This article studies a largely unexplored phenomenon by the historiography of the Great War: the organization of libraries and reading services to prisoners. The starting point is the problem that represented for the belligerent countries the aid to a number of prisoners without precedents. Its aid through reading supplies demonstrated a combatant profile different from any previous war. Most men were literate and familiar with reading. The article describes the institutional network that took part in the selection and shipping of reading material, as well as the vicissitudes and obstacles that should be overcome to distribute it. Three main types of reading are emphasized: religious works, instructive texts and press, and its meaning among the men is valued. In the preparation of the article it had been consulted bibliographical and archival sources.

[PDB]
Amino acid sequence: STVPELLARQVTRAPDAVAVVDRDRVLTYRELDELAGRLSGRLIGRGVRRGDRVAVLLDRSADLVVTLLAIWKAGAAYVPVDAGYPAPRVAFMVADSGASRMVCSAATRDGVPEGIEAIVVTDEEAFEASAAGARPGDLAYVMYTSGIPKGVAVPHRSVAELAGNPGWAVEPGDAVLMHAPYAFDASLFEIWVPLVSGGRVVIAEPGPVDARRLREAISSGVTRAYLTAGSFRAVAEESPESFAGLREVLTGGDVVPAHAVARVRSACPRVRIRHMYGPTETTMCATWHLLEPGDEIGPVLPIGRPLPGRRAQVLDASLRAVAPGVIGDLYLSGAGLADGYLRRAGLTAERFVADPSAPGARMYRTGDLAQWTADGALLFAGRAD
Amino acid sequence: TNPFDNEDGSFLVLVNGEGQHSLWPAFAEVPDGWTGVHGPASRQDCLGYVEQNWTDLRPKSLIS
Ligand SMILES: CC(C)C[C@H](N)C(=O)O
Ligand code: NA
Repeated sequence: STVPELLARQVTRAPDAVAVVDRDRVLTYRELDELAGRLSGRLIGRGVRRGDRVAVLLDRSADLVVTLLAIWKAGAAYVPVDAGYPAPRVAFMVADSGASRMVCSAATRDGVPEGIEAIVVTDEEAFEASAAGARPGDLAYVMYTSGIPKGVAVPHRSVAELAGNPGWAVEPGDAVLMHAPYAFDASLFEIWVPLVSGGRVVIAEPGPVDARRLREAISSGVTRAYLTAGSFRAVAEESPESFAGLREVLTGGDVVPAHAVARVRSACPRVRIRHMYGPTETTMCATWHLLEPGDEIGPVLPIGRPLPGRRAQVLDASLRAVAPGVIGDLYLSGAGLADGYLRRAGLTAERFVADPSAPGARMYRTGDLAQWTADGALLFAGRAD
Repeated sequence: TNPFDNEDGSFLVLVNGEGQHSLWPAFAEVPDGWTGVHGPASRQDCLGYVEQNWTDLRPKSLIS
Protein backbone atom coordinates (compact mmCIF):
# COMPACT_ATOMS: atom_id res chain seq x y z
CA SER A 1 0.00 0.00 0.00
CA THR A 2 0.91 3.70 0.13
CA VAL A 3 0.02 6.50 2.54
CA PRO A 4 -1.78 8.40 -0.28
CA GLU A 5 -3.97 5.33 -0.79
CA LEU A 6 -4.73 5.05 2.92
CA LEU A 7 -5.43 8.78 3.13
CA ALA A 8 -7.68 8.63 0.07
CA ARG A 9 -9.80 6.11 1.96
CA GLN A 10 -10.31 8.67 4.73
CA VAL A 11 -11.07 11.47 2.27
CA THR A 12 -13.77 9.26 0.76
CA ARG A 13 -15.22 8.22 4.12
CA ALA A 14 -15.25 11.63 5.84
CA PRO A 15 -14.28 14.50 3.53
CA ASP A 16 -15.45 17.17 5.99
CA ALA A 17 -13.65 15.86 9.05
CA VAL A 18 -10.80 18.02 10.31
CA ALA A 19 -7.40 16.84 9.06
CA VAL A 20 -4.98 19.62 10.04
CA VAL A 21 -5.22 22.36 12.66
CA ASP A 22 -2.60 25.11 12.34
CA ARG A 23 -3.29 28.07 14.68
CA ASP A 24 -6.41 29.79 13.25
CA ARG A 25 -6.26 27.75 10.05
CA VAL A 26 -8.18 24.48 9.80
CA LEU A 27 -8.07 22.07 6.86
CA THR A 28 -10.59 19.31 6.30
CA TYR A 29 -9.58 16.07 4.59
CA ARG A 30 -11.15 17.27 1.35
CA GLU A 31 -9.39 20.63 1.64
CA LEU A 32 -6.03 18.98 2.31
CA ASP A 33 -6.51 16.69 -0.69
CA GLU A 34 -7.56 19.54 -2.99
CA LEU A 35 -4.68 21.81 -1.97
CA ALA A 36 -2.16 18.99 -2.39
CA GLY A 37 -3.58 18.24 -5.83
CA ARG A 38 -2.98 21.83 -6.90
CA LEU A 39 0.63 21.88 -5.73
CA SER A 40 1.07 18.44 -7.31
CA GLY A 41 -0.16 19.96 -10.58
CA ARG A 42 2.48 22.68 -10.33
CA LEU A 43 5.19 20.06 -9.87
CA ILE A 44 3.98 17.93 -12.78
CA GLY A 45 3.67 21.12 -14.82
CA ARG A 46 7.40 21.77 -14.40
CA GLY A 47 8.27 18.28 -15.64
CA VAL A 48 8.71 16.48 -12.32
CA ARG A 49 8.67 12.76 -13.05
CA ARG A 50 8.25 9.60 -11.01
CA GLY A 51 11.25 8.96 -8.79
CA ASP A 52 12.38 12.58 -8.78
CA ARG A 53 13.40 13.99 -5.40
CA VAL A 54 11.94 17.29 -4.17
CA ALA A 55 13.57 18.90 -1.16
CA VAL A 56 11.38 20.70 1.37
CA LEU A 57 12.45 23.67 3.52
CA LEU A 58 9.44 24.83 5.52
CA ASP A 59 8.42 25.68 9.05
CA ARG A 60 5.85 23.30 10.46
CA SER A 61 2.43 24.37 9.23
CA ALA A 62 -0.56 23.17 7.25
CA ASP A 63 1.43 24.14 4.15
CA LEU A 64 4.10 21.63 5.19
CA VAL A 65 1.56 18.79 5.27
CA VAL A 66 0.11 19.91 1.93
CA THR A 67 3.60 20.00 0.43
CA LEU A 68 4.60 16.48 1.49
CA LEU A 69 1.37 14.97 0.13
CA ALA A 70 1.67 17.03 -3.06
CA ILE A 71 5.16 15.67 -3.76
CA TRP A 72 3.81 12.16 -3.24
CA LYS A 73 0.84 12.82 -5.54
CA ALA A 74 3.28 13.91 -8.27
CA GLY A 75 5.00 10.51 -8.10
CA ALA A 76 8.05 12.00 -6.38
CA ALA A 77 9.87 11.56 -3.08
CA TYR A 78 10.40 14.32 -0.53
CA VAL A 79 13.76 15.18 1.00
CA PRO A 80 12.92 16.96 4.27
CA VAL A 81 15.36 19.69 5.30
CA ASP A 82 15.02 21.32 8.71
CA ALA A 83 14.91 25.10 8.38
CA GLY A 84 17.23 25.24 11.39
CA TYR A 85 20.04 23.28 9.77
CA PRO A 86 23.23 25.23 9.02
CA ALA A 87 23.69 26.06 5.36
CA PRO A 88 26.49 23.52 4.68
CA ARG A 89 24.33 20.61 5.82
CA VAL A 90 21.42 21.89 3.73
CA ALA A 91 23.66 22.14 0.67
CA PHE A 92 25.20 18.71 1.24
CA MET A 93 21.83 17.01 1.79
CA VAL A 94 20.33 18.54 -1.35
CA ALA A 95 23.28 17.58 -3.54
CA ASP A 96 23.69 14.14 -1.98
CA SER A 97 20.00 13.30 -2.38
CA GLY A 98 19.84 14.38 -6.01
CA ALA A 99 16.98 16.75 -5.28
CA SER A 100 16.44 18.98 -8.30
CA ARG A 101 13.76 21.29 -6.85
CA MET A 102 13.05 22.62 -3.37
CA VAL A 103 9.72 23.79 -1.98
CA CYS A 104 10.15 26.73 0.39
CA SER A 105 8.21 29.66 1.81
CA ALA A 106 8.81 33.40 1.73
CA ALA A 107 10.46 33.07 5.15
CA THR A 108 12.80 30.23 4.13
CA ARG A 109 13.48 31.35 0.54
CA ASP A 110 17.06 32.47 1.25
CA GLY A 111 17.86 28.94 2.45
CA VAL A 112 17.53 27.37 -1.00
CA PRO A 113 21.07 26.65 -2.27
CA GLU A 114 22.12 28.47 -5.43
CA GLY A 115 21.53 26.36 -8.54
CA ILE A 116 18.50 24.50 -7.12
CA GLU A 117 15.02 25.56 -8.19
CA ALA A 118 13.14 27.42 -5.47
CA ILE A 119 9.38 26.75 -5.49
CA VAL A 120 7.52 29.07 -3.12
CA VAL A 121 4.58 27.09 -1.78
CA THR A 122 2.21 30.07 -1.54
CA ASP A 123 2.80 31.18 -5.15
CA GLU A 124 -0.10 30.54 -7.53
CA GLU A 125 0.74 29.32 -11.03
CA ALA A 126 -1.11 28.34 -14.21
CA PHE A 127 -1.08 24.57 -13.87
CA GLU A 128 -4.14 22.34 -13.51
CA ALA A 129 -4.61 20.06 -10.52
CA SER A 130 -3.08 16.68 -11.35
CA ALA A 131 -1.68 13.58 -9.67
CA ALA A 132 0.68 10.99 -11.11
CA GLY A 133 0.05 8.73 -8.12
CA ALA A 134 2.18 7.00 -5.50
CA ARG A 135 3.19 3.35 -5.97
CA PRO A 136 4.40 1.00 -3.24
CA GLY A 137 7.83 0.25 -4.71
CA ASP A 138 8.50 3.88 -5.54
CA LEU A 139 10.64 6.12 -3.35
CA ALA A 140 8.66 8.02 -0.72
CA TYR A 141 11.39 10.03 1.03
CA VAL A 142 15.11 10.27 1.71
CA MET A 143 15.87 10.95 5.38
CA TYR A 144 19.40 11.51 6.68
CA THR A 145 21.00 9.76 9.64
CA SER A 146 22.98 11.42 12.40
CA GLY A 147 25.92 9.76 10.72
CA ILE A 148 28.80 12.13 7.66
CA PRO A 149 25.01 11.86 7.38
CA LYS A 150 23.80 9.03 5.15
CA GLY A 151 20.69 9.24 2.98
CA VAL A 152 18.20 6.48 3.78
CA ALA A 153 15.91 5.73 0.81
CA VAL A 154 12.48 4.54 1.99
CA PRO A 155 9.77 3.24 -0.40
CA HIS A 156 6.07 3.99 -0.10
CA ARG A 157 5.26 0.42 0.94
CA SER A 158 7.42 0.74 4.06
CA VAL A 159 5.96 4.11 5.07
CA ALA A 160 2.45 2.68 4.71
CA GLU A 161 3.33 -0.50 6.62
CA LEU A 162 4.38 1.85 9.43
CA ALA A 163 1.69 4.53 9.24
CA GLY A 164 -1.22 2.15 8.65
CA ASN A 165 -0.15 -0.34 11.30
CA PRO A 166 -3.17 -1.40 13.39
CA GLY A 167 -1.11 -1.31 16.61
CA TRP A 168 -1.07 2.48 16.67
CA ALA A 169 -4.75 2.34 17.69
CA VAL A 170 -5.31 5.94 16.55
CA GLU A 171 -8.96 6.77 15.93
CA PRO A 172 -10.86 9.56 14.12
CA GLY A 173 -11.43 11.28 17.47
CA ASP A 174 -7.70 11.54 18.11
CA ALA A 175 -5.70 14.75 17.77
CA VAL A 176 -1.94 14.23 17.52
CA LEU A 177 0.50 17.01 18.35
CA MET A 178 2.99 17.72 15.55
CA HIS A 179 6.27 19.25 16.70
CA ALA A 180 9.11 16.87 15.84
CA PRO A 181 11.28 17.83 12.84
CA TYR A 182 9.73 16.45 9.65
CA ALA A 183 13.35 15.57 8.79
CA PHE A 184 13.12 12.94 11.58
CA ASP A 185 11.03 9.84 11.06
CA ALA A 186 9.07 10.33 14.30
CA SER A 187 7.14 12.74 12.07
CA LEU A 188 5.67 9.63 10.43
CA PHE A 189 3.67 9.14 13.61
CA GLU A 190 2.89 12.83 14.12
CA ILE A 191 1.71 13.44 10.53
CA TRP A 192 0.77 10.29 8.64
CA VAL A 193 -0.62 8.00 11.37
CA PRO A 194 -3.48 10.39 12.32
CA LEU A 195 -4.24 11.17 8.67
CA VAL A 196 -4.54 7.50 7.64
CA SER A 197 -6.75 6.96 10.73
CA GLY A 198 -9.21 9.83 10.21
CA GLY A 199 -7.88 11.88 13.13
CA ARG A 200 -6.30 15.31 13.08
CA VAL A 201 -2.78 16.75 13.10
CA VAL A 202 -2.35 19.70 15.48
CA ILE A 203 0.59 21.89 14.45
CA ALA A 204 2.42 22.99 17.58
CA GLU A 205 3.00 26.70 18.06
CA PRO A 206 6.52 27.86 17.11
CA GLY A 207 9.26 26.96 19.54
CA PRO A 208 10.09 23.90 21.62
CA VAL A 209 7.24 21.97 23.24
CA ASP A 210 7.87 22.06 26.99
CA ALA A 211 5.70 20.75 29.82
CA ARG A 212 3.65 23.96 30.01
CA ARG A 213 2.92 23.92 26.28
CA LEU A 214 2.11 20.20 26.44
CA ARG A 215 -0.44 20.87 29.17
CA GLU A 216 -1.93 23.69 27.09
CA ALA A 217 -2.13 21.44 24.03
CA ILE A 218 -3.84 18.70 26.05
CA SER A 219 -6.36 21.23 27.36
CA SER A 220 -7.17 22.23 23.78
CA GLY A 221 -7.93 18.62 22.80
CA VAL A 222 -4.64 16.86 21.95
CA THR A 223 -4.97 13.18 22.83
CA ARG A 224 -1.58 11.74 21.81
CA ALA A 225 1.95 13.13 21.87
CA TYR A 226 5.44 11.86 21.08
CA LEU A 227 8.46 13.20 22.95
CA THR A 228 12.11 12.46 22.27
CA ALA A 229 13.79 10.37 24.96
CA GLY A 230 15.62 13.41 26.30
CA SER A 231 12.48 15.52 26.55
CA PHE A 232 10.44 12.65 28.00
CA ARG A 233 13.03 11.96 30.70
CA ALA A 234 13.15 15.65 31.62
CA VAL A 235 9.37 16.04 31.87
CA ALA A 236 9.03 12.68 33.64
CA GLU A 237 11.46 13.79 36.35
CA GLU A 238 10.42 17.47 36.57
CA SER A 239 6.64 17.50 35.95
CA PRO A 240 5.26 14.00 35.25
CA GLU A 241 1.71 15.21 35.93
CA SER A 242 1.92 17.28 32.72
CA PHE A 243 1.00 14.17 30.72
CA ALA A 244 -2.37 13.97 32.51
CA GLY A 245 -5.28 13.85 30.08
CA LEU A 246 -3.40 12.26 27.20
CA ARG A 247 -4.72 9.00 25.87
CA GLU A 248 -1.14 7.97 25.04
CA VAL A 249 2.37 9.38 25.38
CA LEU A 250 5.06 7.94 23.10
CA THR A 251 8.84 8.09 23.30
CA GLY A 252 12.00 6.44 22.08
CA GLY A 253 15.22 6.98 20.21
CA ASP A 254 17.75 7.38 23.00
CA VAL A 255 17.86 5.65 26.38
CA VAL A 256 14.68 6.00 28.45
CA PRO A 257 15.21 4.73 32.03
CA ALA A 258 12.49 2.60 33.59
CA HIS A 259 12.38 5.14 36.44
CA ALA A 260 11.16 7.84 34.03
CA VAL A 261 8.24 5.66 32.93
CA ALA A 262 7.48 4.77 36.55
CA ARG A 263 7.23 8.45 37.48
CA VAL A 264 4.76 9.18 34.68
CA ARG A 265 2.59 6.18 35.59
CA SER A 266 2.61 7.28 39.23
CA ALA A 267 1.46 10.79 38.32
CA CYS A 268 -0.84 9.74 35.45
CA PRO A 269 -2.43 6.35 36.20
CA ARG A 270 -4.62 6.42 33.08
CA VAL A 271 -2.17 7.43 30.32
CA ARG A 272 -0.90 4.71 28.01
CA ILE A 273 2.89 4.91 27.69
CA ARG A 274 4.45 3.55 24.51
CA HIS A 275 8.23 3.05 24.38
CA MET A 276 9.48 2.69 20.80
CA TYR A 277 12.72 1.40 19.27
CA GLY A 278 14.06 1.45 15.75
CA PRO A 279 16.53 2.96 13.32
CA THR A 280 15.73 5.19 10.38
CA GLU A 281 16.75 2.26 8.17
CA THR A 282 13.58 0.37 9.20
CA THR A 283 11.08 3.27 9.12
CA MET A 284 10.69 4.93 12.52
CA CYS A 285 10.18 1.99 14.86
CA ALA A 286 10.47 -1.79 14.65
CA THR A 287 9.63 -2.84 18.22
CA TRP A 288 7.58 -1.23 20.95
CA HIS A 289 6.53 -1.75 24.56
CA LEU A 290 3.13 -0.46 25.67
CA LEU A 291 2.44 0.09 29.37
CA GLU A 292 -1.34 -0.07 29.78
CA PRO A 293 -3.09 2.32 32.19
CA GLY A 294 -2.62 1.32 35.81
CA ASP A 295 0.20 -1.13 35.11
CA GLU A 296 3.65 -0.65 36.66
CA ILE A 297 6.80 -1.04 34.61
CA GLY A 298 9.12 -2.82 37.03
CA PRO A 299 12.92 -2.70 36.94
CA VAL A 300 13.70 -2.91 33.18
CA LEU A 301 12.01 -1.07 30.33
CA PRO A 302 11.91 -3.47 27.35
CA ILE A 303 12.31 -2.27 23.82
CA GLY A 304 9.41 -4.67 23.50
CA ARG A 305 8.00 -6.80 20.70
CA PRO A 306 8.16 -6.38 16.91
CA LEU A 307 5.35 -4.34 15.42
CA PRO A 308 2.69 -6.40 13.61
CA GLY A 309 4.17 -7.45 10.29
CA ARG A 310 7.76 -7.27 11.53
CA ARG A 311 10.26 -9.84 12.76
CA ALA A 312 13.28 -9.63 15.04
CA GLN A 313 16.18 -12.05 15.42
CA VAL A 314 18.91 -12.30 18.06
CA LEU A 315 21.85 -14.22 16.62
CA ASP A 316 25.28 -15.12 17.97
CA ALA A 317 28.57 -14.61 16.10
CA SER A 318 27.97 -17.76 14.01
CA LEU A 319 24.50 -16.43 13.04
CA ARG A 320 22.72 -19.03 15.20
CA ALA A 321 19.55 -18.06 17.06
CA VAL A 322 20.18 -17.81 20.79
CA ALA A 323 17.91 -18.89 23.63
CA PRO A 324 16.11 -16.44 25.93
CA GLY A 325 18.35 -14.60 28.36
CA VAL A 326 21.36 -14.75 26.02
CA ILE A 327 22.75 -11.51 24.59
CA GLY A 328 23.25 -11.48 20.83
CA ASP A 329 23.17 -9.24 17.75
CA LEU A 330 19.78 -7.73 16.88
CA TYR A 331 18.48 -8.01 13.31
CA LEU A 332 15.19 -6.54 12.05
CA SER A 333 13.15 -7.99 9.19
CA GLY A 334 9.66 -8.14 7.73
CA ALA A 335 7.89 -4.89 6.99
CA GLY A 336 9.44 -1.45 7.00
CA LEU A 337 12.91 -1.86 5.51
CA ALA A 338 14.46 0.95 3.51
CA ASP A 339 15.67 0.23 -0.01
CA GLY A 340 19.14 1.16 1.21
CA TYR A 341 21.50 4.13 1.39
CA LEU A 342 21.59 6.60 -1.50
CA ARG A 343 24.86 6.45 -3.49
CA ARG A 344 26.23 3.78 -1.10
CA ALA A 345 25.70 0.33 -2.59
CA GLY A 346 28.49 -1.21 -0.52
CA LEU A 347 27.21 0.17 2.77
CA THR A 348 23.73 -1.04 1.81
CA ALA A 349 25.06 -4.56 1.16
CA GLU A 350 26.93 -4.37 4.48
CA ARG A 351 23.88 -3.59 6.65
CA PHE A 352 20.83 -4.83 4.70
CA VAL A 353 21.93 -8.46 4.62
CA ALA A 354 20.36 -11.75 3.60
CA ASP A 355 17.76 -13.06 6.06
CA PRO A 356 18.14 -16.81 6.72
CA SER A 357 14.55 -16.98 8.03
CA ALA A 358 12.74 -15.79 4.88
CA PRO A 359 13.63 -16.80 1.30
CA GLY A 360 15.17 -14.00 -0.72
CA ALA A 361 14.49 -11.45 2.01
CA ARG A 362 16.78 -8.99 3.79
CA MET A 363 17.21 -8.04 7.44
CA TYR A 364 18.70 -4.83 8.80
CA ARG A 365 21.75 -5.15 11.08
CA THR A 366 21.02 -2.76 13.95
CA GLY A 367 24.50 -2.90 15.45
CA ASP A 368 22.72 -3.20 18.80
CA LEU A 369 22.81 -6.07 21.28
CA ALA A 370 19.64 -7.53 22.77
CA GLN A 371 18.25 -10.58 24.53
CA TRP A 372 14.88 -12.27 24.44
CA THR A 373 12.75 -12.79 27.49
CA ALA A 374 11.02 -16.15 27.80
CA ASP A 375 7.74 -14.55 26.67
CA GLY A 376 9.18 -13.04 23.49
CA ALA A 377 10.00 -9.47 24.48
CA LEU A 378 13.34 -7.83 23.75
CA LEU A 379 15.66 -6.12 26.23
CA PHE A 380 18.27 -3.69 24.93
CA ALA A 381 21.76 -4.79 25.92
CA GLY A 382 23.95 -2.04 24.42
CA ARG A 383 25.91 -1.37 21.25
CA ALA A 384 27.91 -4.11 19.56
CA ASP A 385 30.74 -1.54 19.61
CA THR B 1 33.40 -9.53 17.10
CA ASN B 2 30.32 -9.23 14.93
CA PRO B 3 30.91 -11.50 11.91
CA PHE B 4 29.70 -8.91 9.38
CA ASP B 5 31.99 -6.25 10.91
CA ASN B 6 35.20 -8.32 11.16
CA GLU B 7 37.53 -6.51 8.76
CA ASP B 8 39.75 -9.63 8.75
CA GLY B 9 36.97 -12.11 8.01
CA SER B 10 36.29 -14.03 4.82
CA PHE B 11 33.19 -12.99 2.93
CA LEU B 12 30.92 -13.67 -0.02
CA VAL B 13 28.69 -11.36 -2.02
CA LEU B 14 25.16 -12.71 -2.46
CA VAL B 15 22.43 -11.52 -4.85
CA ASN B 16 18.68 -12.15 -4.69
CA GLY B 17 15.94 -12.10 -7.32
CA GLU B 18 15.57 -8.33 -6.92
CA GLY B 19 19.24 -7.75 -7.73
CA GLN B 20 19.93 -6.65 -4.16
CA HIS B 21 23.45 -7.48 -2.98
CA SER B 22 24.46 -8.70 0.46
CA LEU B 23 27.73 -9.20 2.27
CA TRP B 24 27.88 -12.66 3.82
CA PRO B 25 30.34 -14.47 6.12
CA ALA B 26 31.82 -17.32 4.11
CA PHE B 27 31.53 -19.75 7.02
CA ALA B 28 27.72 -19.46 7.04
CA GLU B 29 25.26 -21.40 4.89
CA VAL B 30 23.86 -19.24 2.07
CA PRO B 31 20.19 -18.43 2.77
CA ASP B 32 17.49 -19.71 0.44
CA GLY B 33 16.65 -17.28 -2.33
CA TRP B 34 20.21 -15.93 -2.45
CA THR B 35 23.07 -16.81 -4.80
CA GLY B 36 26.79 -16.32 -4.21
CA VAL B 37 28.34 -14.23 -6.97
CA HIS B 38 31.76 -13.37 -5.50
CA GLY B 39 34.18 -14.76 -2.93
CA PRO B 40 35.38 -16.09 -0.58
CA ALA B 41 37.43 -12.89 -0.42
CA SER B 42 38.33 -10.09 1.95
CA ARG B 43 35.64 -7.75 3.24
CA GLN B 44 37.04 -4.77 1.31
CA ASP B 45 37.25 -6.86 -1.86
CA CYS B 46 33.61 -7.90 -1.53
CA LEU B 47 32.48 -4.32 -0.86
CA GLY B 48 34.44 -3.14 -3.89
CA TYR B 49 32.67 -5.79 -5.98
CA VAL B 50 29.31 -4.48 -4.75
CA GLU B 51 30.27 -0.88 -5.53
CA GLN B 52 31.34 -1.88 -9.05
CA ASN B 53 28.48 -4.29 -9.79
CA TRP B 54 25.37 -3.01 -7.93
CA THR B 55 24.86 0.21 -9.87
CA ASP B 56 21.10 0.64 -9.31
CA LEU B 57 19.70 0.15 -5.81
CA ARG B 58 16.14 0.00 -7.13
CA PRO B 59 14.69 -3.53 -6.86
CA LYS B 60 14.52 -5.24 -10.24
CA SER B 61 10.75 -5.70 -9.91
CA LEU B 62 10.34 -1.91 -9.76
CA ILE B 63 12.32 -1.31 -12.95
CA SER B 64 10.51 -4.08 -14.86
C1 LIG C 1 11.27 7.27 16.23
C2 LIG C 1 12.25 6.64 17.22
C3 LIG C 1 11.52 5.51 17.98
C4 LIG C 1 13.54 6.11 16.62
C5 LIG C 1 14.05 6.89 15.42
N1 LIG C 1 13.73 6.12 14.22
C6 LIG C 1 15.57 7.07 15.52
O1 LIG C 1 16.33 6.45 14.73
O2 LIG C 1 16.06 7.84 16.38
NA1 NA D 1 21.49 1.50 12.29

- Great War